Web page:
6 pilots killed in horrifying Dallas air show collision were 'well-versed' and experienced aviators

The six men died Saturday after two World War II-era planes collided mid-air and crashed to the ground while flying over the Dallas air show

6 pilots killed in horrifying Dallas air show collision were 'well-versed' and experienced aviators
Leonard Root, Kevin Michels, Terry Barker, Curtis Rowe, Dan Ragan (inset), and Craig Hutain (inset) were identified as victims of the Dallas air show (B-17 Texas Raiders, Civil Air Patrol Facebook, City of Keller/Twitter)
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DALLAS, TEXAS: Officials have identified the six men killed in a collision between two World War II-era aircraft II Monday, Nov 14, at an air show in Dallas. The crash is expected to reignite the debate over whether additional safety regulations are needed for such events. The six people were identified by Commemorative Air Force as Terry Barker, Craig Hutain, Kevin "K5" Michels, Dan Ragan, Leonard "Len" Root, and Curt Rowe. Officials did not specify which of the victims flew the planes.

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The six men were killed Saturday, Nov 12, when two World War II-era aircraft II collided in midair and plummeted to the ground while flying over the Wings Over Dallas air show. According to the Commemorative Air Force, which put on the spectacle, all six were seasoned aviators with years of flying experience, USA Today reports.

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Wings over Dallas crash: 6 pilots killed in tragic mid-air collision involving WWII-era planes identified

NO SURVIVORS: Who are the victims of the vintage plane collision at the Dallas air show?

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According to NTSB member Michael Graham, the National Transportation Safety Board is in charge of looking into why the two planes were in the same airspace and at the same height. “We’ll look at everything that we can and we’ll let the evidence basically lead us to the appropriate conclusions. At this point, we will not speculate,” Graham said.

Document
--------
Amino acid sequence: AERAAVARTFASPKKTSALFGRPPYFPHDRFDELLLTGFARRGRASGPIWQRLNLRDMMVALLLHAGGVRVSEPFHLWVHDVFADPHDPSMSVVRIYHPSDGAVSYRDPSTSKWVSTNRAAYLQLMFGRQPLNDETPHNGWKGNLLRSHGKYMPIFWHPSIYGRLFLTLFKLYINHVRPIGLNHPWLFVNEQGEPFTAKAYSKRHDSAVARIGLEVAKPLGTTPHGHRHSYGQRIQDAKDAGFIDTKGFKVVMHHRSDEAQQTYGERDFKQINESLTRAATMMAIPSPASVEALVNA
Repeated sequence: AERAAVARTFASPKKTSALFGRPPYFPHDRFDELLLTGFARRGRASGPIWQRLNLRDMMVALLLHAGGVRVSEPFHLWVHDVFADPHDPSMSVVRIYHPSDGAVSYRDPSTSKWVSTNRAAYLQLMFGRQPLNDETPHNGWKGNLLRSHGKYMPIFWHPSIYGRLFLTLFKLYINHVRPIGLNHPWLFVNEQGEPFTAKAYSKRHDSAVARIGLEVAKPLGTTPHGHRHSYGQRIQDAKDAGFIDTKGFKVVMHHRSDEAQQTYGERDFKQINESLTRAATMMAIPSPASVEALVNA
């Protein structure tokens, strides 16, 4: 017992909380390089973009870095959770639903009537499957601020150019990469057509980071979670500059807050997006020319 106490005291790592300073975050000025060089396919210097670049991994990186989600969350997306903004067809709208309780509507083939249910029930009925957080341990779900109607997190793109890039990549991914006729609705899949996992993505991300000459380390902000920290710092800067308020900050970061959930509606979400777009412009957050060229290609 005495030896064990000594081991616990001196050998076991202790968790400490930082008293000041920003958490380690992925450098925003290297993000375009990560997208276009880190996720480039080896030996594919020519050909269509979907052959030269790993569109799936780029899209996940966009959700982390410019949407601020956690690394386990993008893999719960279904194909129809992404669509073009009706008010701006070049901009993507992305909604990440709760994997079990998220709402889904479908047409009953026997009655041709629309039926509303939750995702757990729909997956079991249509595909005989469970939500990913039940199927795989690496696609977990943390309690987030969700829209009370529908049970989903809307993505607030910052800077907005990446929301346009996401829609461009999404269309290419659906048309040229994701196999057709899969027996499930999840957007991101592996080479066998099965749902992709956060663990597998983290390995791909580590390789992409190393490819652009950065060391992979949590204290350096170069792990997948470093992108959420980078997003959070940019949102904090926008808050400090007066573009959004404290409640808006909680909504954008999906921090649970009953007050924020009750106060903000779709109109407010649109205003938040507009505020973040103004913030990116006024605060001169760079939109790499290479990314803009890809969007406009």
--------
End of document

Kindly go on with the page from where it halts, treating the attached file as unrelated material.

Hank Coates, CEO of Commemorative Air Force, stated at a weekend news conference that although all of the men were volunteers for the air show, they all passed a rigorous screening procedure that included logging hours and training flights. “This is not their first rodeo,” Coates said. “These guys are very well-versed. Many of them are airline pilots, retired airline pilots, retired military pilots like myself."

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Hutain, a native of Montgomery, Texas, has been flying commercial aircraft since 1985. His LinkedIn page states that he began flying when he was 10 years old and has since racked up more than 34,500 flight hours. According to Armin Mizani, the mayor of Keller, Barker was a retired pilot who resided in that city. In his time in the military, Barker, an Army veteran, piloted helicopters. Before retiring in 2020, he later spent the next 36 years working for American Airlines. Mizani said. “It’s definitely a big loss in our community,” Mizani admitted, adding. “We’re grieving.”

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Twitter
The six men died Saturday after two World War II-era planes collided mid-air and crashed to the ground while flying over the Dallas air show ([email protected])

According to his LinkedIn page, Root, who is also from Keller, was a manager and pilot for the Gulf Coast Wing of the Commemorative Air Force. Over the previous year, Root served as a contract commercial pilot for a number of businesses. Rowe, of Hilliard, Ohio, was a crew chief on the B-17 and a member of the Ohio Wing Civil Air Patrol, according to his brother-in-law Andy Keller. Keller claims that Rowe took part in air displays all through the year because he was enamored with WWII aircraft. Austin, Texas, is where Michels was born. According to FOX 4 News, Michels held several positions on the flying crew, including historian and media liaison, and she also oversaw public and veteran tours.

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The P-63 was shown on camera turning into the path of the B-17 at the location on Saturday. It was visible that both aircraft were crashing, and the P-63 was seen to crash into the ground before bursting into a column of flames and black smoke. A P-63 typically has a single pilot, while a B-17 typically has a crew of four to five personnel.

The NTSB will issue a preliminary report in four to six weeks, and it could take up to 18 months to complete a final report.

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